Mouse Brain Stem Cells Capable of Converting Into Blood Vessel Cells
Adult stem cells in the brains of mice possess a broader differentiation
potential than previously thought and may be capable of developing
into other cell types including those involved in the formation
of new blood vessels, according to a new study supported by the
National Institute on Aging (NIA), a part of the National Institutes
of Health. The finding could help resolve a critical question about
these promising, but still mystifying cells.
The report by Fred H. Gage, Ph.D., and colleagues at the Salk Institute
in La Jolla, CA, and Kumamoto University in Japan, appears in the
July 15, 2004, issue of Nature.
Adult stem cells in the brain were proposed to be restricted to
the generation of neurons and cells, such as glial cells, that support
neuron function. Experiments over the past several years have raised
the possibility that stem cells from the brain may be able to give
rise to additional cell types, a phenomenon known as plasticity.
But recent findings have challenged this theory, suggesting that
many of these stem cells merely merge or "fuse" with an
existing cell within a tissue forming a hybrid that takes on the
pre-existing cell's functions.
"Resolving this issue is important because fused cells may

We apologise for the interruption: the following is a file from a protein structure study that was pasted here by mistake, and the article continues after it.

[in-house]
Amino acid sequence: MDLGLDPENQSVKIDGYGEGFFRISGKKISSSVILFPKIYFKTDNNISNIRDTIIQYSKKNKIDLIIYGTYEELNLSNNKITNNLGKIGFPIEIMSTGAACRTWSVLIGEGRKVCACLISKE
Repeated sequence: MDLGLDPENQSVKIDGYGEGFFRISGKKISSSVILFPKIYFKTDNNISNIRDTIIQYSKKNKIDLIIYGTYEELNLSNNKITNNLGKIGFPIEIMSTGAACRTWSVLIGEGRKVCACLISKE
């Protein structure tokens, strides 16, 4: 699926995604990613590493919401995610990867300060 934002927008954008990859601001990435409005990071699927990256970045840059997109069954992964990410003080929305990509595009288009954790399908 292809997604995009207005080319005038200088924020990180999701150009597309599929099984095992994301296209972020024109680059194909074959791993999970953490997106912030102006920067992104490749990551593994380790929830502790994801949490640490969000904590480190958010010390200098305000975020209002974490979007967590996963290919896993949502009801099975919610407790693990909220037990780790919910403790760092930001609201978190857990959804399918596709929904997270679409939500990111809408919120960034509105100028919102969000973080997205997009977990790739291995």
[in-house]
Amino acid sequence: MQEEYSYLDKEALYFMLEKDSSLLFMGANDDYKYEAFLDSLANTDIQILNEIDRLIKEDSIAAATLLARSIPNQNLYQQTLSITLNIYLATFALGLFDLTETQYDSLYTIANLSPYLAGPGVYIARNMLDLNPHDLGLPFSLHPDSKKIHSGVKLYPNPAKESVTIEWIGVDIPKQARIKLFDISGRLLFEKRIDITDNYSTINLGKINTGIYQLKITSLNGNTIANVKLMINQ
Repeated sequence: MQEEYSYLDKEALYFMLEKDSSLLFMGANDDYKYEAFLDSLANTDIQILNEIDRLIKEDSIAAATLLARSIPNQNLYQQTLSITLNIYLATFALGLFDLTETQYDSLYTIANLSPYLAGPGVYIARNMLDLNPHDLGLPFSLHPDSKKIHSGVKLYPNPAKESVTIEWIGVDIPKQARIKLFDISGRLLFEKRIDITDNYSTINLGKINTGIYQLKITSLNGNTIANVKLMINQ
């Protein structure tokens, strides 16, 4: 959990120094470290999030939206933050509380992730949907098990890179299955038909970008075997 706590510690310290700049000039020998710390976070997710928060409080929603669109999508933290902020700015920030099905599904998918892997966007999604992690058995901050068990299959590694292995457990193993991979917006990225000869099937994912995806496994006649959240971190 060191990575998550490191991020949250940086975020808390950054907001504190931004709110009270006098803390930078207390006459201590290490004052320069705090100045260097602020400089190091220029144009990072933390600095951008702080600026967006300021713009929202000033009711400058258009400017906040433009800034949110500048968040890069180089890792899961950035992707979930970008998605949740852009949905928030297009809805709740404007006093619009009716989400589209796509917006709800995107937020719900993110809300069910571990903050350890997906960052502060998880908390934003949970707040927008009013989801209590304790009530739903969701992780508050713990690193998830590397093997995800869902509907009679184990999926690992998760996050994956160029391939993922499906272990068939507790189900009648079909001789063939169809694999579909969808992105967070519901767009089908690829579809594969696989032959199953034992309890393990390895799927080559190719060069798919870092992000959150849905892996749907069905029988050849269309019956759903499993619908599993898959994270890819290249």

have a different therapeutic potential than stem cells that differentiate
into new cells, says Bradley C. Wise, Ph.D., of the NIA's Neuroscience
and Neuropsychology of Aging Program. "While this new finding
doesn't fully answer this vital question, it keeps open the possibility
that adult stem cells from different organs one day may be harnessed
to help prevent and treat neurological disorders."
In their experiments, Gage and his colleagues grew mouse brain
stem cells, which form neurons and glial cells, in the same culture
dishes with human endothelial cells, which form the lining of blood
vessels. Over time, about 6 percent of the mouse neural stem cells
began to show signs that they had developed into cells similar to
endothelial cells. The new cells expressed CD146, Flk-1 and VE Cadherin,
protein markers that are associated with endothelial cells. They
also retained a single nucleus and had only mouse chromosomes, suggesting
they had converted into a different type of cell rather than merged
with an existing human endothelial cell. Similar results were seen
when these same neural stem cells were transplanted into the brains
of mice early in development.